State And Federal Efforts To Monitor Drug Prescriptions And Payments Face Challenges
The Center For Public Integrity reports on the challenges Medicare faces in trying to ensure that prescription drugs paid for by its contracting health plans are actually prescribed by doctors. Meanwhile, The Miami Herald chronicles the latest chapter in the ongoing story about the state's pill mills.
Center For Public Integrity: Medicare Can't Identify Top Prescribers of Addictive Drugs
In early 2010, Medicare paid $135,000 to a discount pharmacy in Hialeah, Fla. for drug prescriptions written by four doctors. There were only a few problems. First, two of the doctors were dead. A third doctor was alive, living in Portland, Ore., but he never wrote the prescriptions. The fourth doctor was a few months into a three-year prison sentence, according to federal court records, for conspiracy to commit Medicare fraud. ... According to a U.S. Department of Health and Human Services Office of Inspector General (OIG) report released last week , the Centers for Medicare and Medicaid Services are not checking to make sure that prescriptions paid by the health insurance plans that contract with Medicare are written by real doctors (Eaton, 2/8).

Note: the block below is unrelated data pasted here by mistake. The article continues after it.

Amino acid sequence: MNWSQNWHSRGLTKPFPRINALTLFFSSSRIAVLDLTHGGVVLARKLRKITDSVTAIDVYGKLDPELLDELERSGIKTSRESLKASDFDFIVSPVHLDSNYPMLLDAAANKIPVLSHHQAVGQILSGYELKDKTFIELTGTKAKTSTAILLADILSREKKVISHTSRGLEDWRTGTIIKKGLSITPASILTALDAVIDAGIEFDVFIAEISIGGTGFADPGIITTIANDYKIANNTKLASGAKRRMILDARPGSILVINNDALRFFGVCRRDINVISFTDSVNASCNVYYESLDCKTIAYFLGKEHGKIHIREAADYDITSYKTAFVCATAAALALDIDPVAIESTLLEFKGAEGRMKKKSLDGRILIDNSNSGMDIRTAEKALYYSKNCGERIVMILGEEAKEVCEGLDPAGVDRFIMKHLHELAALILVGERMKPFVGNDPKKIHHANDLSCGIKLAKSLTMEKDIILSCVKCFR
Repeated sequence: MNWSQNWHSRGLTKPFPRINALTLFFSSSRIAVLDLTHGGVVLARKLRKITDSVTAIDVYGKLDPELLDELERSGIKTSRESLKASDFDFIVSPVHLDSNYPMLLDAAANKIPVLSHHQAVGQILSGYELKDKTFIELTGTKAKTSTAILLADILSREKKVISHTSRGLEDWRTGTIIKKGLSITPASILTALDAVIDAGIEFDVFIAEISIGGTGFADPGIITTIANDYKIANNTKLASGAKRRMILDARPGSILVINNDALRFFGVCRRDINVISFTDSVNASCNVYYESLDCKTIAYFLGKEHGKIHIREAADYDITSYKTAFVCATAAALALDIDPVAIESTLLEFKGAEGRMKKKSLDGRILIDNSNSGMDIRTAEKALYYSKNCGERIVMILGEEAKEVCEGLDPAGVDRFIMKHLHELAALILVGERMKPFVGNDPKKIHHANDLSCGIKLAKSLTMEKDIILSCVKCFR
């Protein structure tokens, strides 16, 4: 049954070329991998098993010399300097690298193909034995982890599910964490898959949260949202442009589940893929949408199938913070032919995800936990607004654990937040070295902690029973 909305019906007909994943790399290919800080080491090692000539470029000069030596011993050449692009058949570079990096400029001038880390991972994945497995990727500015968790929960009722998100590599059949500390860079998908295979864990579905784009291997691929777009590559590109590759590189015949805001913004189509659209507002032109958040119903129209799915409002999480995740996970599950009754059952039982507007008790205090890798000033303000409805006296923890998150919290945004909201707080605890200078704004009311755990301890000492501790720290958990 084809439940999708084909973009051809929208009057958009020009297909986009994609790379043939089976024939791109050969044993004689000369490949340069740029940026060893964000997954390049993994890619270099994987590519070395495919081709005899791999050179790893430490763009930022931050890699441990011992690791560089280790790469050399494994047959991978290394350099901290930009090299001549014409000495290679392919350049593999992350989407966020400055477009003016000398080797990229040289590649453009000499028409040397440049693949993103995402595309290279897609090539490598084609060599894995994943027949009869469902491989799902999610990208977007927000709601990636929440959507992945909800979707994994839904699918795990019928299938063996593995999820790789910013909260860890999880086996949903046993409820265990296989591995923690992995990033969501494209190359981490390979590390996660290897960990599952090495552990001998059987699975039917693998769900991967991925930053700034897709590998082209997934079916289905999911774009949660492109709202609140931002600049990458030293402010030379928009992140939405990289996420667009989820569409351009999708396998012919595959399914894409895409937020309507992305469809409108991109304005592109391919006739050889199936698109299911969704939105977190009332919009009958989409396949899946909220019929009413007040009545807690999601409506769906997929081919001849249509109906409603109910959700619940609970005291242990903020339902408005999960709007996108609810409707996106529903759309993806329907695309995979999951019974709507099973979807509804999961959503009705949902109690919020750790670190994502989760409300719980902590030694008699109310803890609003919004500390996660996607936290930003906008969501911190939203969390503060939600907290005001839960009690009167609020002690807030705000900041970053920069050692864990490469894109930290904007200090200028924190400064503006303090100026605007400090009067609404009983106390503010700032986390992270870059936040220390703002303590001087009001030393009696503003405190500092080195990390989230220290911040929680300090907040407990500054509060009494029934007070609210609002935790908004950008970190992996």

The Miami Herald: Gov. Scott Seeks To Kill Drug Database That Would Combat Pill Mills
Gov. Rick Scott wants to eliminate a computer system aimed at curbing the illegal sale of prescription drugs at storefront pain clinics, a move that alarmed narcotics investigators, drug-treatment advocates and some lawmakers. Just two years ago, state legislators approved the creation of a prescription drug monitoring program that would allow doctors to review the drug purchases of their patients, to prevent patients from seeking narcotics from multiple doctors - a practice known as "doctor shopping" (Hiaasen, 2/8).